Vancouver’s Sahota family with vast real estate holdings consisting of slum-like hotels and housing has been getting away with not complying with the city’s laws and ordinances governing such housing for more than 10 years.
One has to wonder why and ask why.
The holdings of the Sahota family for slumlord like housing is vast as first reported in the Globe and Mail.
“The Sahota family controls nearly 500, or about 16 per cent, of the roughly 3,000 privately held SRO (single room occupancy hotels)units in the city’s stock. A large portion of Vancouver’s poorest residents live cheek-to-jowl in these rooming houses, many of which were built a century ago for single loggers and fishermen – blue-collar workers who adorn either side of the city’s official coat of arms.
Neither Gudy Sahota nor Pal Sahota − two of three elderly siblings who control the family’s real estate holdings worth an estimated $218-million − replied to an e-mailed request for comment. Gudy Sahota was reached briefly on the phone, but hung up when the caller identified herself as a reporter”.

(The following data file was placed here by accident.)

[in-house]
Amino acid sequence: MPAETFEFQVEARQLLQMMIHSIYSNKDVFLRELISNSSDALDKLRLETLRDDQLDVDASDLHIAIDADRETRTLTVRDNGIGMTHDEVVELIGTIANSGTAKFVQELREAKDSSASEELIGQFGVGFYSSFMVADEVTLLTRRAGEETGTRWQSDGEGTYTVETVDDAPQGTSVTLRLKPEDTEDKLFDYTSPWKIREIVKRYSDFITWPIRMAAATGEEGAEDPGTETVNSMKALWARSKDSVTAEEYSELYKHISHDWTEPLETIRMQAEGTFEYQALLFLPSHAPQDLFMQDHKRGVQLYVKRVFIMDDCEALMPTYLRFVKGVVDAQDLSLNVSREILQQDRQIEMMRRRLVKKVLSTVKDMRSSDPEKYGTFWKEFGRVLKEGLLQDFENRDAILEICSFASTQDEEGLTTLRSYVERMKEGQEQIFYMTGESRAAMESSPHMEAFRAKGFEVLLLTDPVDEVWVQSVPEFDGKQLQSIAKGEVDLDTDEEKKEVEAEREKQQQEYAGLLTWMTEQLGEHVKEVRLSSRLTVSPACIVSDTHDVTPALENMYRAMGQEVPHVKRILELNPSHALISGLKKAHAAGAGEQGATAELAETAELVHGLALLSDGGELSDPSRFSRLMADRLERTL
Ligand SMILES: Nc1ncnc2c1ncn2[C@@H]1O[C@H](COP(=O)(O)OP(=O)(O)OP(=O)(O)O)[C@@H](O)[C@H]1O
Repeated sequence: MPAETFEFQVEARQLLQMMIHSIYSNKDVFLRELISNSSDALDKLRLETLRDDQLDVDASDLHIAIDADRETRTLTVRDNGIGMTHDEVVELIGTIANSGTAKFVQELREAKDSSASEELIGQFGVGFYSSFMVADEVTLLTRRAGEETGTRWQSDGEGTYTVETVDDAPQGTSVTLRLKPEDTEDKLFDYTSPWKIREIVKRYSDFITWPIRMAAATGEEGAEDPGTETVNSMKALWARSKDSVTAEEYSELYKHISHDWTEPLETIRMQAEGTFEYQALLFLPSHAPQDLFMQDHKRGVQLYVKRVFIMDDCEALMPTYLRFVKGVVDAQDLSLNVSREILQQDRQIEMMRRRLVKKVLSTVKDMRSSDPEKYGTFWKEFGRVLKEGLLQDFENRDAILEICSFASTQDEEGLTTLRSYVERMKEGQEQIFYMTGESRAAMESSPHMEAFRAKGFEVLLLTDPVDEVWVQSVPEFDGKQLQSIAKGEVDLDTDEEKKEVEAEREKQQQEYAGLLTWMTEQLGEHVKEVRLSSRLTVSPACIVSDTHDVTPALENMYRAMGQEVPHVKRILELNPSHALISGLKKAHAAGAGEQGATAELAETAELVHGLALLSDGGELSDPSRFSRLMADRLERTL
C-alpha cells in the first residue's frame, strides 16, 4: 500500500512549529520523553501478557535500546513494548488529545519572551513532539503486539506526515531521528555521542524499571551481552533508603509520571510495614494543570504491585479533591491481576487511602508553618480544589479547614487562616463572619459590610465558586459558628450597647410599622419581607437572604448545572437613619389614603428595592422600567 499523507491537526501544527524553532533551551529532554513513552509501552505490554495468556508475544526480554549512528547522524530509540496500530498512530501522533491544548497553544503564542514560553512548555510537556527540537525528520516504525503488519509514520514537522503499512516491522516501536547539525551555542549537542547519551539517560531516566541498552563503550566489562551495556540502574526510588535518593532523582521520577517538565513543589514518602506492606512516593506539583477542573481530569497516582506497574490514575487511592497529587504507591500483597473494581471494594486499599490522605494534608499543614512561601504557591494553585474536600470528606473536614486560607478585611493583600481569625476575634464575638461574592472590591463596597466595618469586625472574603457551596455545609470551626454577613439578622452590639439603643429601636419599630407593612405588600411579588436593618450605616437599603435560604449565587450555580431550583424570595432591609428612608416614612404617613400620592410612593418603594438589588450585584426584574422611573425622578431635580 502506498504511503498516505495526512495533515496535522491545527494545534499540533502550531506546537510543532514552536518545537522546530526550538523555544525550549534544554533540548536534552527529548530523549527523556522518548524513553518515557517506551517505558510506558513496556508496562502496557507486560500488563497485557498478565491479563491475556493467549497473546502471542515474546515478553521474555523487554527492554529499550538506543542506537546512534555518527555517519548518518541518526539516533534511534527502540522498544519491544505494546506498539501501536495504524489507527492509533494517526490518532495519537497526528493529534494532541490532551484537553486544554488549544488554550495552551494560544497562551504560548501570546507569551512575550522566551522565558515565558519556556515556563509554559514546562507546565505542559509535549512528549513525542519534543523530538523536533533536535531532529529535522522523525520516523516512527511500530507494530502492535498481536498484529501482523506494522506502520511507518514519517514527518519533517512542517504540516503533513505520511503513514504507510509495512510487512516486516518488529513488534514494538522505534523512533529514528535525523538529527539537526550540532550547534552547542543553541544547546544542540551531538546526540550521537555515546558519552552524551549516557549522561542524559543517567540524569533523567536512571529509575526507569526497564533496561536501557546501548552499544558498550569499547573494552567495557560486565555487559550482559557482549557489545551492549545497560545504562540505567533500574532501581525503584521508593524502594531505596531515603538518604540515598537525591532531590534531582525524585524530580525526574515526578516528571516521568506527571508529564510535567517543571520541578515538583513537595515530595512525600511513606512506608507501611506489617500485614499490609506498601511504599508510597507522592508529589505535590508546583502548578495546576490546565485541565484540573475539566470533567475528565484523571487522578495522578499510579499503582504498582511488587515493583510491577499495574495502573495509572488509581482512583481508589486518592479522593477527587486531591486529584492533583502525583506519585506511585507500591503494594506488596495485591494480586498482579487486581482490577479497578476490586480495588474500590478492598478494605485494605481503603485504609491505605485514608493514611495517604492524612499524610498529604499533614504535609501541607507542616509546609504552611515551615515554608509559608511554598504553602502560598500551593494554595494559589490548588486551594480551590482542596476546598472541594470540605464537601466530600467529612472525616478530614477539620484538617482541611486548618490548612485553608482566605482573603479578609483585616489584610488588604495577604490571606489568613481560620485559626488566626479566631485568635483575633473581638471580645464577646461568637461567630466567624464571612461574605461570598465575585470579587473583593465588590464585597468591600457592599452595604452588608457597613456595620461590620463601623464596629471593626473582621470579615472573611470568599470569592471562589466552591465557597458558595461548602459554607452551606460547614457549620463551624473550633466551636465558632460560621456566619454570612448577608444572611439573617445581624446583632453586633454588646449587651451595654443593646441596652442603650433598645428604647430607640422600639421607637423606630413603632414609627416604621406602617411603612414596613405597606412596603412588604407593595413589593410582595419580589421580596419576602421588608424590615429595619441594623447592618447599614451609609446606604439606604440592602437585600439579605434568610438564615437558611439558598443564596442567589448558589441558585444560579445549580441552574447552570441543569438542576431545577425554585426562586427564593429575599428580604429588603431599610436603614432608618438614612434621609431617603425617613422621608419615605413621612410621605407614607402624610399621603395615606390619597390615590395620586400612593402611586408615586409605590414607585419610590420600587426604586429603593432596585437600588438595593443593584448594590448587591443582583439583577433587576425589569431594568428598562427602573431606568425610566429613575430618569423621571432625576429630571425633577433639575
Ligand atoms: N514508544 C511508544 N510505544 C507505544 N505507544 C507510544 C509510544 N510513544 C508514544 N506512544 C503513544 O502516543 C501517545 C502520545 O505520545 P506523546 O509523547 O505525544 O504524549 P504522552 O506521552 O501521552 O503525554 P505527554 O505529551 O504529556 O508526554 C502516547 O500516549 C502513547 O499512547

And all of this happened while house prices and rentals are going through the roof in Vancouver – thereby giving no real opportunities for the poor living in Sahota accomodations to move elsewhere.
And it is the city’s poor and downtrodden that are the hardest hit..
They live in ramshackle, flea-bag type of hotels.
The conditions are deplorable.
Toilets that don’t work. In the winter, often tenants have no heat.
The police often are on call to settle fights between tenants that are drunk or high on drugs.
It is an ugly world.
And while the city has imposed all sorts of conditions on landlords trying to get them to fix serious problems it has done next to nothing by not enforcing them.
Instead the city has turned a blind eye to these deplorable conditions people are forced to live in.
Enter the Globe and Mail newspaper.
It began investigating the problems, the challenges and the tribulations of the people who live in these sub-standard places and the people who are supposed to be on top of things.
And that investigation revealed that a well-known Vancouver family was one of the city’s biggest slum landlords.
And under Robertson the city has ignored the way the Sahota’s do business dating back 10 years ago.
But the Sahota’s ever eager to venture into new business opportunities tried to get permission to open a pot dispensary, which contravened city by-laws.